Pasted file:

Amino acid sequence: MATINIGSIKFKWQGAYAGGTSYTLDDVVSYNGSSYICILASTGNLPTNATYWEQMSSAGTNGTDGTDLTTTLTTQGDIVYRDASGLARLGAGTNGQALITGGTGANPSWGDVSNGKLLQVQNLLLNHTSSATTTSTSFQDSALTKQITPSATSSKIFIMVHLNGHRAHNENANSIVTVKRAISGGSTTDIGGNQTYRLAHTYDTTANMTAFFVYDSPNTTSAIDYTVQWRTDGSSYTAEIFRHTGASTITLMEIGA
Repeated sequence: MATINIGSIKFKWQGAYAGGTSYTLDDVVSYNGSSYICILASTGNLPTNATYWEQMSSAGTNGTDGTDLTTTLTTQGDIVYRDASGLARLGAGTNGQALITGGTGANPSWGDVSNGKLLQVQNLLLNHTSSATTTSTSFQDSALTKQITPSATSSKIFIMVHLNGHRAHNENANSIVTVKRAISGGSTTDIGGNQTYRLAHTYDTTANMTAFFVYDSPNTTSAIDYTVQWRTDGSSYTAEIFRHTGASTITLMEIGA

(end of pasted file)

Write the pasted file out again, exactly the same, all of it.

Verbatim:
Amino acid sequence: MATINIGSIKFKWQGAYAGGTSYTLDDVVSYNGSSYICILASTGNLPTNATYWEQMSSAGTNGTDGTDLTTTLTTQGDIVYRDASGLARLGAGTNGQALITGGTGANPSWGDVSNGKLLQVQNLLLNHTSSATTTSTSFQDSALTKQITPSATSSKIFIMVHLNGHRAHNENANSIVTVKRAISGGSTTDIGGNQTYRLAHTYDTTANMTAFFVYDSPNTTSAIDYTVQWRTDGSSYTAEIFRHTGASTITLMEIGA
Repeated sequence: MATINIGSIKFKWQGAYAGGTSYTLDDVVSYNGSSYICILASTGNLPTNATYWEQMSSAGTNGTDGTDLTTTLTTQGDIVYRDASGLARLGAGTNGQALITGGTGANPSWGDVSNGKLLQVQNLLLNHTSSATTTSTSFQDSALTKQITPSATSSKIFIMVHLNGHRAHNENANSIVTVKRAISGGSTTDIGGNQTYRLAHTYDTTANMTAFFVYDSPNTTSAIDYTVQWRTDGSSYTAEIFRHTGASTITLMEIGA